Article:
In recent years an attempt was made to reshape Britain on the model of a totalitarian dictatorship. We were constantly being urged to report each other to the authorities.
This was done by the government, which wanted us to denounce our neighbors if they left their houses more than once a day, and by the police, who did all they could to attract reports of “hate incidents.” As though we were not already feminized enough, we were encouraged to snoop and run to the authorities, supposedly for the sake of “safety” or “the vulnerable.” To maintain control, totalitarian regimes need to get the mass of citizens to enforce their rules, since there will never be enough police, secret or otherwise, to do the job on the scale required.
When in July 2020 the otherwise admirable headteacher Katharine Birbalsingh was interviewed about the historian David Starkey, she denounced him repeatedly. This followed Starkey’s “cancellation” after he had said that slavery did not amount to genocide, “otherwise there wouldn’t be so many damned blacks in Africa.” He also referred to the “enormous” statue of Mary Seacole at St. Thomas’ Hospital, which at 16 feet high “completely overwhelms” that of Florence Nightingale elsewhere in London. Mary Seacole was not a nurse, he pointed out, but ran the officers’ mess in Crimea, “keeping the officers supplied with alcohol, brandy and cigars while Florence Nightingale was desperately trying to manage a great hospital, desperately trying to reform nursing, anesthesia and the whole business of antiseptics.” On the subject of crime in London, he said, “The people who kill young black men are other young black men.” His remarks, presumably after raising an outcry on Twitter, cost him his publishing contracts, academic honors, and position at Cambridge University.
Katharine Birbalsingh didn’t doubt that he was a racist, and she could have made no more damning judgement. He apparently habitually suggested that all blacks were gangsters; had said that David Lammy, a black politician, sounded white; and screwed his face up when talking about black people. But his real trouble was his incorrigibility: “He’s never stopped, and people have pulled him up on this time and time again . . . and he’s never changed.”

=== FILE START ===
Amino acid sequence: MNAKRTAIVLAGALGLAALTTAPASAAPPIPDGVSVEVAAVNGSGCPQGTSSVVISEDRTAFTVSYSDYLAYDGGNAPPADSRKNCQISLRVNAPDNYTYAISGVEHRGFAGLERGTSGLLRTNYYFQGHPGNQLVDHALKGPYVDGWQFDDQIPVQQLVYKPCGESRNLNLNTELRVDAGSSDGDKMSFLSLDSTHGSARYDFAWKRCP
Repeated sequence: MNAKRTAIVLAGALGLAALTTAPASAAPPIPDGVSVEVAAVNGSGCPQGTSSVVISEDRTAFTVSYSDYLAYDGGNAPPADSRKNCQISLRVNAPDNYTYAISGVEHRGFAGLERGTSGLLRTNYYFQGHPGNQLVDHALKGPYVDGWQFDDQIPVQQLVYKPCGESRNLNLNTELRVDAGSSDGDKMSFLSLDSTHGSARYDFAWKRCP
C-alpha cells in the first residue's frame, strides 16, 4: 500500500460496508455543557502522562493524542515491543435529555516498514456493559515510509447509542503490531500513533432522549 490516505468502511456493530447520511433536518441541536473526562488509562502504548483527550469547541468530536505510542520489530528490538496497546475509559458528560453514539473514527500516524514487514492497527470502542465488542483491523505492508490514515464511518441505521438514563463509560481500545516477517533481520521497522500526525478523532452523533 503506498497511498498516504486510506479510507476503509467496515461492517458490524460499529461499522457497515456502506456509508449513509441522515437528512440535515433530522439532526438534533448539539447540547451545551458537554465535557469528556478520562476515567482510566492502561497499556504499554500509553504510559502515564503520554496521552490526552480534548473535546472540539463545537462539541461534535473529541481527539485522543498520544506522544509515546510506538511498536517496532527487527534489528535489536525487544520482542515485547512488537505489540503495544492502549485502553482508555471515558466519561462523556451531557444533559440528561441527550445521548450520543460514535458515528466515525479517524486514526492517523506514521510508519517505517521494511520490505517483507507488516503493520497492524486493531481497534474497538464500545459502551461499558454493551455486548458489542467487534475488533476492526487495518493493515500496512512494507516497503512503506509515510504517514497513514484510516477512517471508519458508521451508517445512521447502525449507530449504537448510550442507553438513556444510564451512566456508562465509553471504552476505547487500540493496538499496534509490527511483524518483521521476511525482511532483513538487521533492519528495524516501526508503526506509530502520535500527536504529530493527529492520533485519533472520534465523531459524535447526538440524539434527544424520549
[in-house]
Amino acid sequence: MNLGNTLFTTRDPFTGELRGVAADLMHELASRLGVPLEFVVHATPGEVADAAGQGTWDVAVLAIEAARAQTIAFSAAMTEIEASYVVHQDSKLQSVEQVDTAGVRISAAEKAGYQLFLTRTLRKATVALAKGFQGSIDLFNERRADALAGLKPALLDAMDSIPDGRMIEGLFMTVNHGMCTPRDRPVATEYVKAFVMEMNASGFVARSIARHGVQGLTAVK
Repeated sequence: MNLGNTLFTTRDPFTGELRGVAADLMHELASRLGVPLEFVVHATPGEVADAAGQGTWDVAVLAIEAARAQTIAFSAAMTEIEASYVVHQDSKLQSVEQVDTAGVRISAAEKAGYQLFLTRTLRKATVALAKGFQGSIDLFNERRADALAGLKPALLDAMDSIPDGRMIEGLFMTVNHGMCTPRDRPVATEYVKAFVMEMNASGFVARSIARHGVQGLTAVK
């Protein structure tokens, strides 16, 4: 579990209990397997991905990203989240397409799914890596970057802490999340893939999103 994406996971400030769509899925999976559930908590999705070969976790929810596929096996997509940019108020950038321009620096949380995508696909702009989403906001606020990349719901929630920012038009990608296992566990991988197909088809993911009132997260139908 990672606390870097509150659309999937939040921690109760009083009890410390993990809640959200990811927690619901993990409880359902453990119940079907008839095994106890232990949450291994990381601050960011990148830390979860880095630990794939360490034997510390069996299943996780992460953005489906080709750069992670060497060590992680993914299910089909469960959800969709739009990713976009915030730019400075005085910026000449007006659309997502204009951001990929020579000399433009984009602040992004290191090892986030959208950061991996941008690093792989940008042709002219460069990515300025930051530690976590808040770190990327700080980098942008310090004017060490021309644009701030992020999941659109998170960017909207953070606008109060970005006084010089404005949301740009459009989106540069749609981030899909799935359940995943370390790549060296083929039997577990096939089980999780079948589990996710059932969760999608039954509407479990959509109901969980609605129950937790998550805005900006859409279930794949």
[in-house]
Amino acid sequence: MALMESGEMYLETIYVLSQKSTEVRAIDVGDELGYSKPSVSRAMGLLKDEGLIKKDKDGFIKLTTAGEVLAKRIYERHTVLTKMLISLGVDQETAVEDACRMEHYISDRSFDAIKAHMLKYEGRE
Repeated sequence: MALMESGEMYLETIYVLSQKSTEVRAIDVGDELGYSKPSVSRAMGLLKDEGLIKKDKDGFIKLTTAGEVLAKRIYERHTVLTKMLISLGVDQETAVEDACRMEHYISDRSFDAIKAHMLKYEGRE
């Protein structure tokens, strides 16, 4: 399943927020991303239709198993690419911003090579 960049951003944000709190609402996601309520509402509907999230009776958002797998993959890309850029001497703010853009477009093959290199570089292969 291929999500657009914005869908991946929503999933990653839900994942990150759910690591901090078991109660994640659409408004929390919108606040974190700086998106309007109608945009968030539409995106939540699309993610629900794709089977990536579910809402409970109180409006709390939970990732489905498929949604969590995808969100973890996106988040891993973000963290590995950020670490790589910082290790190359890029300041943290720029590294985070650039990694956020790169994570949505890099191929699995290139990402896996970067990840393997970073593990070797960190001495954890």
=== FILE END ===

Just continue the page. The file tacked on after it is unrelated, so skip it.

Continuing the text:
When did we become unable to tolerate people thinking differently from ourselves and forget the idea of living and letting live? I suspect it happened when we were told that tolerance was all-important, just as our passion for judging people came in with the idea that we must not be judgmental. The good among us understood that these rules did not apply to them.
Birbalsingh didn’t like the way Starkey’s interviewer, Darren Grimes, had asked him what “we conservatives” could do about Black Lives Matter’s attempts to delegitimize British history. She knew lots of conservatives who wouldn’t equate those kind of antiquated and racist views with conservatism, she said. In other words, how dare Darren Grimes equate something with conservatism that her friends wouldn’t equate with it? “It’s really worrying,” she thought. According to the Russian specialist Frank Ellis, this was the way of the Soviets, who, “taking their lead from Lenin, expended vast amounts of energy attacking and damning ideological opponents.”
Francis Foster, one of the pair interviewing her, weighed in. As she had acknowledged, David Starkey was a man of great intellect who had a lot to offer. What do you do with someone such as that when they have views she’d described as racist? Do we just put him away and forget about him, or do we try to rehabilitate him? The pipsqueak’s impudence was staggering. Assuming that it was for people like him and Katharine Birbalsingh to decide the fate of others, he wondered whether we should try to improve those who erred or just lock them up and throw away the key.